There can and must be a place at the table for all of God's children.In the quest to achieve that goal, we redeem and fulfill ourselves as human beings. This is the message of Easter that all of us should embrace.

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Ayn Rand and the Paradox of Selfishness

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        Over the years since the publications of Fountainhead and Atlas Shrugged, Ayn Rand has attracted a legion of admirers, including Alan Grenspan, the Heritage Foundation and the Cato Institute. Most recently, Congressmen Paul Ryan and Ron Paul, and the latter's son, Senator Rand Paul, have expressed appreciation for Ayn Rand's vision in which she extolled unbridled selfishness and condemned altruism as a misguided instinct. Given the legacy of John Locke's antisocial individualism in this country, the gospel of selfishness has enjoyed  a long and venerable history long before "Objectivism" was touted as something new and fashionable. Particularly during times of economic crises when ,as now, the social fabric has begun to fray, the advocates of selfishness have regularly reappeared to peddle their political philosophy as a nostrum that they claim will cure all that ails the country's body politic.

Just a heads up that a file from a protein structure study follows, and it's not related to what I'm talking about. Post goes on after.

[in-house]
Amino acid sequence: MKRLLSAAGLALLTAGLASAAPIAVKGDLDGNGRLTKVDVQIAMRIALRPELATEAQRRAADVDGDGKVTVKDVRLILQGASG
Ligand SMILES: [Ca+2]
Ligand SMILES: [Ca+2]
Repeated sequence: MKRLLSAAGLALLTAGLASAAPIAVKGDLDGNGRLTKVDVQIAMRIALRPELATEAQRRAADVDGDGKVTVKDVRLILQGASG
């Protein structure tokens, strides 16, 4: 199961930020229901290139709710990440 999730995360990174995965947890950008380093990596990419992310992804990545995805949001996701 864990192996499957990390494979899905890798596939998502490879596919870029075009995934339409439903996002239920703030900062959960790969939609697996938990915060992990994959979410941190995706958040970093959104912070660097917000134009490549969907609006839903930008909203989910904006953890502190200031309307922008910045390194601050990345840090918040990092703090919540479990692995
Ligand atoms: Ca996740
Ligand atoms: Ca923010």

Selfishness, however, can only be endorsed as a panacea by those who are oblivious to the economic and political evidence from American history and contemporary events. The grim news from the current Great Recession has, for example, once again confirmed one of the central paradoxes of the political philosophy of  individualism as it plays out in the liberal democracy of the United States: the inability of that ideology to reconcile the tension between the pursuit of self-interest and equality. If self-interest, as expressed in the pursuit and acquisition of property, is a natural right, as John Locke held,  since "God gave it to the use of the industrious and the rational (and labour was to be his title to it)" and the primary role of government is the protection of that property, isn't it inevitable that, over the span of generations, because of the complicity of not protecting such inheritances, and because of social and genetic distinctions among "the industrious and the rational" and those who are not, these inequalities increase?